Alpha and Massey Energy were fierce competitors, especially in Appalachia. Aside from coal sales, they were competing for manpower as well as attention from prospective investors. Management styles differed and many of Massey’s actions would be considered contrarian. There was one area, however, where both companies shared common ground: investing in a region that desperately needed jobs when other coal companies were pulling up stakes. Massey stuck to its guns, building reserves and advancing projects in Appalachia. Alpha did too, but it diversified, buying and merging the Foundation mines into its mix. Alpha built a respectable portfolio of both steam and metallurgical coal.

The decision to buy Massey makes sense on paper. Massey and Alpha operate a lot of mines in Appalachia and many share boundaries. The merger would capitalize on economies of scale, especially with the processing, blending and transportation networks. Massey also has metallurgical coal production and a great set of high quality reserves. That would be the low hanging fruit. Alpha learned a lot during the Foundation merger, but this will not be as smooth. Foundation had a handful of much larger mines. Massey Energy also operates several mountaintop mines. While Alpha will approach environmental groups differently, permitting and operating these mines will be difficult and costly.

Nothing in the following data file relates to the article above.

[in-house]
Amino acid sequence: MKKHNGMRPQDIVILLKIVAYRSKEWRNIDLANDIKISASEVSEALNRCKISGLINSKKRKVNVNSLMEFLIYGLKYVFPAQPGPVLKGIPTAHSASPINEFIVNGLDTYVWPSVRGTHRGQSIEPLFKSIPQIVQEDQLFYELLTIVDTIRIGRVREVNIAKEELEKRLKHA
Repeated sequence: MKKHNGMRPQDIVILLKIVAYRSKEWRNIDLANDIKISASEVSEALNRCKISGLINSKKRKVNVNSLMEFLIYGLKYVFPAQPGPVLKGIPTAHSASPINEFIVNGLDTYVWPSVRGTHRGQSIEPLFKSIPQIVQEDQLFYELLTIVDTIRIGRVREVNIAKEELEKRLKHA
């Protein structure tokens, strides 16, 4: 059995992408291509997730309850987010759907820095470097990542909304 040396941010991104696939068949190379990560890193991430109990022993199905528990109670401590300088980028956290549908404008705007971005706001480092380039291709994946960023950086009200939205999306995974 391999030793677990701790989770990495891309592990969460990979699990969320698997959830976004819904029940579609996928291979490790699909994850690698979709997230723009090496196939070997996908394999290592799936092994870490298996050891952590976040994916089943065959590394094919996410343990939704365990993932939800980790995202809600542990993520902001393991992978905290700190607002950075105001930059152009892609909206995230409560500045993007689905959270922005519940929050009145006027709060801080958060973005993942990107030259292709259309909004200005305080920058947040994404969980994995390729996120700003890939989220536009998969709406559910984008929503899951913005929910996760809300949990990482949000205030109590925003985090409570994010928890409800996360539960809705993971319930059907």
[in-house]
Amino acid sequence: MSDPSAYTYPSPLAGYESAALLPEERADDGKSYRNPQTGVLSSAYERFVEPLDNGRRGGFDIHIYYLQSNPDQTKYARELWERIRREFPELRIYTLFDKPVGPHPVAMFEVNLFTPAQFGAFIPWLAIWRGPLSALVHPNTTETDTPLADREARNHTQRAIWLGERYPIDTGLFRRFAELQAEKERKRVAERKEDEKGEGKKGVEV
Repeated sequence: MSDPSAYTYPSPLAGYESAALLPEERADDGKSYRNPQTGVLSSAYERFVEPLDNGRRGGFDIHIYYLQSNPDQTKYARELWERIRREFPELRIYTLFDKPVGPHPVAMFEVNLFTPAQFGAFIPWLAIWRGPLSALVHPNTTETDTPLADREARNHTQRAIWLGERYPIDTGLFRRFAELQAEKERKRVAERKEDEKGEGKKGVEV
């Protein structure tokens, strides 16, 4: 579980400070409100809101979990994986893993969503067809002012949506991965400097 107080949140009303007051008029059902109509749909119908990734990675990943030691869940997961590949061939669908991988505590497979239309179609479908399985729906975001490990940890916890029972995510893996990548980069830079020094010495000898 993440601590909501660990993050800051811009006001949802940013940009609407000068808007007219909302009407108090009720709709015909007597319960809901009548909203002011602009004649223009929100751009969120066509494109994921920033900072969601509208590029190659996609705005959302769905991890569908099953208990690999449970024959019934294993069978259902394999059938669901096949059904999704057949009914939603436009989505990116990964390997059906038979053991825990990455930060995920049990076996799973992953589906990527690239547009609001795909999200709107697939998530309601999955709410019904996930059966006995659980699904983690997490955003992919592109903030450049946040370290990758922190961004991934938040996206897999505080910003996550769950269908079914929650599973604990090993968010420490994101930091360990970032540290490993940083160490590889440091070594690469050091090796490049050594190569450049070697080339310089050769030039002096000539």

The Massey mines will also have to adopt the Alpha “Running Right” program. This is a noble undertaking that will add to operating costs. The Massey mines will benefit by association with the Alpha training programs, but it will be a process that takes time. Another article on training this month (See Operating Ideas, p. 46) delves into the difficulties of change. Most miners, management and hourly hands, want to do the right thing and the Running Right program will take internal improvement efforts at Massey to a new plateau.

Massey and Alpha will also have to eventually deal with the UBB explosion. MSHA investigators have collected evidence from the UBB explosion they believe proves the longwall was not running right. A photo is worth a thousand words. Compare the sprays on the UBB shearer (p. 24) and the shearing machine on the cover of this magazine and readers will notice an obvious, stark difference. While neither company will discuss plans during an active investigation, Alpha obviously believes through due diligence that Massey has developed a viable contingency plan to deal with the situation.

If and when the deal is completed, Alpha will have options. It will be ranked third in the U.S. and it will be a true global player in met markets. The company will be in a prime position when domestic steam coal markets improve. Even Massey’s foes, organized labor and environmental activists, begrudgingly admit the deal would be good. Alpha and Massey are uniquely positioned to create a company that would be more successful together than they would be individually.


Steve Fiscor, Coal Age Editor-In-Chief